Stripe’s Kelly Moriarty discusses her role as a product manager and why she loves working with start-ups.
One of the best parts of being a product manager is seeing a product that you have worked on become a reality. For Kelly Moriarty, that product was Stripe Tax – a product to automate businesses’ tax compliance.
Stripe Tax has been rolled out in 30 countries and all US states and it manages the requirements for tax collecting from jurisdiction to jurisdiction.
The product was built out of Stripe’s engineering hub in Dublin and, as a product manager at Stripe, Moriarty had a major role in building it.
If there is such a thing, can you describe a typical day in the job?
It certainly depends on the day and even where the product is in its life cycle. When we first kicked off Stripe Tax more than a year ago, I spent almost all of my time talking to users and learning about the tax industry.
I reached out to almost any user I could find that had tweeted at Stripe or asked about tax in the past to understand what the problem really was. Conversely, in the past few weeks, while I’m still certainly talking to users, I’ve had to split my time to work with teams internally to educate them on why tax is hard, why we built Stripe Tax, and really how it all works.
Regardless of the stage of the product, my role involves two key functions: meeting with people and writing. These days meeting people means hopping on a Zoom call, but we also created shared Slack channels with early Stripe Tax users to facilitate more real-time conversation and feedback.
On the writing side, I’m a fan of Dropbox Paper as I’m the kind of person that will spend an hour getting the formatting of a long document just right, but I’d say Google Docs is great for writing docs collaboratively.
What kind of projects do you work on?
I’ve worked at Stripe for six years and in that time have realised I love building products for businesses. Being able to save someone else time, money or frustration in their job is something that I get quite a bit of fulfilment from, because who doesn’t like their work day being just a little easier.
While I’ve worked with users of all sizes, I love working with early start-ups or developers as I find the impact of my work is often felt to a greater degree. These users are often very transparent with what they like and don’t like and willing to spend hours out of their day talking to me. As a product manager, nothing is better than users that are willing and excited to talk to you.
What skills do you use on a daily basis?
When I was a kid, my dad always told me if you need help, ask the busiest person in the room, they will always find a way to help you. What I didn’t expect was that I would become the busiest person in the room!
What I mean by that is, a majority of my job is figuring out how to help people in the most efficient way possible. While we help users solve their problems by building products, I also spend a fair amount of time helping my colleagues tackle any challenges in their way standing in the way of creating that product.
Helping people means anything from simply listening, to finding solutions, to decision-making, and I think I’ve built up a good sense for how to best help people.
What are the hardest parts of your working day?
The hardest part of my job is the constant mental prioritisation of planned tasks I had for the day compared to all the ones that will pop up overnight or during the day.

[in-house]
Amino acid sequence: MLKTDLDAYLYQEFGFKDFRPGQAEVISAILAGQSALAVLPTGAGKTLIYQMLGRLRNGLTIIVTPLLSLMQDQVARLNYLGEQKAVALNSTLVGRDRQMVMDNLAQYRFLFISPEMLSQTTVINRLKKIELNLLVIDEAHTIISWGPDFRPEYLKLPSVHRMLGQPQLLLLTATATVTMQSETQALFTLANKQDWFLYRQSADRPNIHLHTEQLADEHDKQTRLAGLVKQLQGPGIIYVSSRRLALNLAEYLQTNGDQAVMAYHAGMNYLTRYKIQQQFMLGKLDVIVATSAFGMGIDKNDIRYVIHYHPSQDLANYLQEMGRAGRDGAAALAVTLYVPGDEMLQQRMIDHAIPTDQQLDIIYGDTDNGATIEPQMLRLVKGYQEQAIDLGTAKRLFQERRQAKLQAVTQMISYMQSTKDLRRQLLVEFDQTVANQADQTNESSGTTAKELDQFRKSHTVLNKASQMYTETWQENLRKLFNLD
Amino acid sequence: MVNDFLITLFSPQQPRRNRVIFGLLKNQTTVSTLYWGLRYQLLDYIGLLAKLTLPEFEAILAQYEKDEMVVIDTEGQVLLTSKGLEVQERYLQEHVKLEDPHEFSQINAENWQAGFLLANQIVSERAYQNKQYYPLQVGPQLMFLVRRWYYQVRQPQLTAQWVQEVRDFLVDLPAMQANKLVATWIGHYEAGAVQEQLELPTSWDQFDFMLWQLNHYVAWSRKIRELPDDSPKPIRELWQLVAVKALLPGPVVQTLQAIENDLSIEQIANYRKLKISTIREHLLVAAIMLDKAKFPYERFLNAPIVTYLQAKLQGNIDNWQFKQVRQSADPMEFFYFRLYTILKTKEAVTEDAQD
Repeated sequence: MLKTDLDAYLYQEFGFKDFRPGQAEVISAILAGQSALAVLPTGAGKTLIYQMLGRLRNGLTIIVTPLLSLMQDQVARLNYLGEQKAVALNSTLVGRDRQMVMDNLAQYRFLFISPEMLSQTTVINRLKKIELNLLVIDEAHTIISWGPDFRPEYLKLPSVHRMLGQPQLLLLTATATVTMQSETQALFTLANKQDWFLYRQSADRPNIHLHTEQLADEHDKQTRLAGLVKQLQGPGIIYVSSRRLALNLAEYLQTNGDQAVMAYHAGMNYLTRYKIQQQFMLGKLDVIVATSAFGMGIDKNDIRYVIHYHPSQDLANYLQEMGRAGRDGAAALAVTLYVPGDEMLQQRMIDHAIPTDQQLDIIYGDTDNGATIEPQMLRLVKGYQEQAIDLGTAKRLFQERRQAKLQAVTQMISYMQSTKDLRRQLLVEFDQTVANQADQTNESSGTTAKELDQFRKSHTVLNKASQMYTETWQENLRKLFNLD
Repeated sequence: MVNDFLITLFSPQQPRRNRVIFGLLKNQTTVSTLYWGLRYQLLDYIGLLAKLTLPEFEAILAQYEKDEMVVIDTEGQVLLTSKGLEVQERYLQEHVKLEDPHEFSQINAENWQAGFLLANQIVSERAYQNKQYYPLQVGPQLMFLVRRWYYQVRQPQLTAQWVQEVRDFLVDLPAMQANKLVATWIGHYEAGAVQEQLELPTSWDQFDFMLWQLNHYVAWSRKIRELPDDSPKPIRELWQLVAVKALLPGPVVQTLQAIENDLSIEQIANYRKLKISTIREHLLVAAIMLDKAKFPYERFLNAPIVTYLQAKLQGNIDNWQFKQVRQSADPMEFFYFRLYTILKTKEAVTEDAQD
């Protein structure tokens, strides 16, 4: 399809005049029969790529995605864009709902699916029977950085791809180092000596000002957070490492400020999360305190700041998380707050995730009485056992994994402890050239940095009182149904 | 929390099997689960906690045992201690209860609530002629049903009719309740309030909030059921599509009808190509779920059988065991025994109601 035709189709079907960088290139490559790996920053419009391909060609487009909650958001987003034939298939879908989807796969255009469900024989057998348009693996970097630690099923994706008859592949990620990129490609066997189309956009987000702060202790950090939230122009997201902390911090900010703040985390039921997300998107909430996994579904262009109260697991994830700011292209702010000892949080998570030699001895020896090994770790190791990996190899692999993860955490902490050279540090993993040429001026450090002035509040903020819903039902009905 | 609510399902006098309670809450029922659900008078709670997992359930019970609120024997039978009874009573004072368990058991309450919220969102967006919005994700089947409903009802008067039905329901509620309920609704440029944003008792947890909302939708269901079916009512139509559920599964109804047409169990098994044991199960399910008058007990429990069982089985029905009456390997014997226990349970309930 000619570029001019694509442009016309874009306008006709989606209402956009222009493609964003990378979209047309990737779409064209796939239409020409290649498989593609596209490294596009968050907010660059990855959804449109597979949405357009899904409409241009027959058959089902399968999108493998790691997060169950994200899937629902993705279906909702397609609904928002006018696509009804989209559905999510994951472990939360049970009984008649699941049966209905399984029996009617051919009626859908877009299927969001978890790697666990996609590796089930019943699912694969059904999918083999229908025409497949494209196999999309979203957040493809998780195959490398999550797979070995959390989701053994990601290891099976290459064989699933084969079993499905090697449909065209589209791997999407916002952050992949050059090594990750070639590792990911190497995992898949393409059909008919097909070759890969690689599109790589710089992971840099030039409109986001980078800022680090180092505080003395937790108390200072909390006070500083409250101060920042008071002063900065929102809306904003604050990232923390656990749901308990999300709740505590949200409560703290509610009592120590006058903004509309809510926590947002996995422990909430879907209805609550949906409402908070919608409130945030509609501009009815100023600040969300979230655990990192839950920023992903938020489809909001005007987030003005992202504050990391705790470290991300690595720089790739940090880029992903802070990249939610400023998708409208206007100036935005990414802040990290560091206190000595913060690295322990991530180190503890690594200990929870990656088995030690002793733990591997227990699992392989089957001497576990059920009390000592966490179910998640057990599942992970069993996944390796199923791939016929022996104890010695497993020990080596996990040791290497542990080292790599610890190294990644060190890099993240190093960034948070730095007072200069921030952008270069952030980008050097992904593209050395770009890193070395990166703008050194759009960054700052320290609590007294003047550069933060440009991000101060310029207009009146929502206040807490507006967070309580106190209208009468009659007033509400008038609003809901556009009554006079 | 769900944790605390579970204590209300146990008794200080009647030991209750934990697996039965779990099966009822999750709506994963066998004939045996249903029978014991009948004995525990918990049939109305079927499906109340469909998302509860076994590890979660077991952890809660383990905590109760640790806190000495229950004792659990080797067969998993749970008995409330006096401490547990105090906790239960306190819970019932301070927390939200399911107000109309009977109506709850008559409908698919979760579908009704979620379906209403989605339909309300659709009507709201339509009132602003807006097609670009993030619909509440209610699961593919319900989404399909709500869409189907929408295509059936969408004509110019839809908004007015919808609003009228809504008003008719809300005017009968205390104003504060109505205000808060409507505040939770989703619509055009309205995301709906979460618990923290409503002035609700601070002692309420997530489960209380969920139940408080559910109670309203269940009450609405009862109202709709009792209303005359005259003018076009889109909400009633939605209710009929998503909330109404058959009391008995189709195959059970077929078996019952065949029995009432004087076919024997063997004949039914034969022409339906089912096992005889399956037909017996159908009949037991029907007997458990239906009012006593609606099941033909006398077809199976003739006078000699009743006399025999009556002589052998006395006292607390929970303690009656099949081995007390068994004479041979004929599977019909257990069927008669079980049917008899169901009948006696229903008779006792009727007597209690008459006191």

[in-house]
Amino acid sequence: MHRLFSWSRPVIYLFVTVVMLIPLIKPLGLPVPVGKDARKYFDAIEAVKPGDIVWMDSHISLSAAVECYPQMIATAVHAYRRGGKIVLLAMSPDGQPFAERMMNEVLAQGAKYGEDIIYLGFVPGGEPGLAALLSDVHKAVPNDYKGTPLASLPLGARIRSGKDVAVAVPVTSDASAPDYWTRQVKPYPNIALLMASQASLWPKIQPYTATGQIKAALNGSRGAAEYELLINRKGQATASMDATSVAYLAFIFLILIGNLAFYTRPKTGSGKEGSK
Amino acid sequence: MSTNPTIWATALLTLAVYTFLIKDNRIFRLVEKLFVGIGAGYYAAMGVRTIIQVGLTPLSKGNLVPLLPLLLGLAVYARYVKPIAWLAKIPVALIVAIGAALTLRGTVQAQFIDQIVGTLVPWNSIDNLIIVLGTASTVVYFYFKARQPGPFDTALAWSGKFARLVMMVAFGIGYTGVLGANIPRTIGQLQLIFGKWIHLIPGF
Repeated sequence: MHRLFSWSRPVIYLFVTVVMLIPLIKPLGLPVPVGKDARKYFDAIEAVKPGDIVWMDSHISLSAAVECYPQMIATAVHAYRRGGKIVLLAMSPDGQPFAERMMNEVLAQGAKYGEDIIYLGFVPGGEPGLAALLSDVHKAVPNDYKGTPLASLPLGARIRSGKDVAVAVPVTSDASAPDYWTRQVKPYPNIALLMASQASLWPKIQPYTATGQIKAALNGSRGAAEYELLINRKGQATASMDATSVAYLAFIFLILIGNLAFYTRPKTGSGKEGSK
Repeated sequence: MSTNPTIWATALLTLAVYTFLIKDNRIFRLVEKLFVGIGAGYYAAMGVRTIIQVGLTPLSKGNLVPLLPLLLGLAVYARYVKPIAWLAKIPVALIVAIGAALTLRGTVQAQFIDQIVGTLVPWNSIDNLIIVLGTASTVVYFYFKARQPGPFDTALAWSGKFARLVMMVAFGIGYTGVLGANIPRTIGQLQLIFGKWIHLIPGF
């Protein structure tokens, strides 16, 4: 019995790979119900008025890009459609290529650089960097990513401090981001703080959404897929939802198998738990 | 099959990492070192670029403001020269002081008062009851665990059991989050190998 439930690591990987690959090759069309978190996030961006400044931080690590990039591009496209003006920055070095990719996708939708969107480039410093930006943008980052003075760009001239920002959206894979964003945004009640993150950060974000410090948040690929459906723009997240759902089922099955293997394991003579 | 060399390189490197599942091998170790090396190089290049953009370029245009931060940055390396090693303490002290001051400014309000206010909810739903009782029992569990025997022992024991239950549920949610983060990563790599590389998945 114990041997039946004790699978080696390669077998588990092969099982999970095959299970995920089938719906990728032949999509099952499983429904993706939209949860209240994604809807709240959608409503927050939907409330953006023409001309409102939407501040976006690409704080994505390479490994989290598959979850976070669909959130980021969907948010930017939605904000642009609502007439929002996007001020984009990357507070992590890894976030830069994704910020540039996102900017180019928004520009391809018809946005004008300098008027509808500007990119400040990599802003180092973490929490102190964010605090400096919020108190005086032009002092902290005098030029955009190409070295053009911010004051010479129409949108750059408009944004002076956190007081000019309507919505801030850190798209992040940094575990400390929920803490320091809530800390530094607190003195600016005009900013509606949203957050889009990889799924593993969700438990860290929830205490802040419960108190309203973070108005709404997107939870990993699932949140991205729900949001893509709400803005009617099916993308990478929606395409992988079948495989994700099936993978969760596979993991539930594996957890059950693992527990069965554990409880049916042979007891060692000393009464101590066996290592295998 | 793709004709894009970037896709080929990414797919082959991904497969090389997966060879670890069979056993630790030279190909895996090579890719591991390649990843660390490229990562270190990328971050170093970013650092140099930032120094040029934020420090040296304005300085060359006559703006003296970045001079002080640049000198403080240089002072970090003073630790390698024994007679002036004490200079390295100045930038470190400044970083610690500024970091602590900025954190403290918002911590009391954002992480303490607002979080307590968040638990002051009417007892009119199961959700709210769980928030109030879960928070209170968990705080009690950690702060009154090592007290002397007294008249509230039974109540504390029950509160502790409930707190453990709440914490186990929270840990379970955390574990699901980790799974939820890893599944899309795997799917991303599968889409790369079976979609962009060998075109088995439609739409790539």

The best way I’ve found to handle this is to have a predetermined framework for evaluating issues as they come up, as well as staying very organised. If neither of those work, I will compensate by working longer that day or week, but I usually make it up to myself by taking time off at a later date.
Do you have any productivity tips that help you through the day?
Aside from learning how to type very quickly, I’d say the one thing I wish I was told years ago was not everything needs to be perfect. I used to spend hours tweaking tiny grammar changes or formatting on documents, but I no longer have that luxury.
I’ve found it’s better to get something good enough and share as a draft and iterate, than wait until something is perfect.
What skills and tools are you using to communicate daily with your colleagues?
My laptop pretty much never leaves my side, which is more so a side effect of me not leaving my house due to a pandemic than me taking it with me, but I digress. It’s been a bit of an odd year in all honesty, the line between work and social is blended as they both revolve around virtual calls or messaging.
The one change I made though was removing Slack from my phone, which was great for creating a bit of separation especially when scrolling through my phone at night.
How has your role as product manager changed as this sector has grown and evolved?
Being a product manager is a funny one. It’s where the requirements, expectations and output vary from company to company, but yet somehow everyone has them, even when you think you don’t!
For instance, when I joined Stripe we famously had no people with the title ‘product manager’. That didn’t mean product management wasn’t happening, it was but it was just shared across engineers, account managers and business operations.
As we saw the value in this work, we started hiring dedicated product managers, where now we’re drastically increasing the size of the organisation given the immense impact we can have.
What do you enjoy most about the job?
In all honesty, and this will be cheesy, my team is just the absolute best. They’re talented and driven and great at their jobs, but more importantly, they are genuinely nice and enjoyable to work with.
When it comes down to it, we work in indirect tax compliance, which could end up being a very dry and draining topic, but the people I work with not only make it interesting, but make it enjoyable.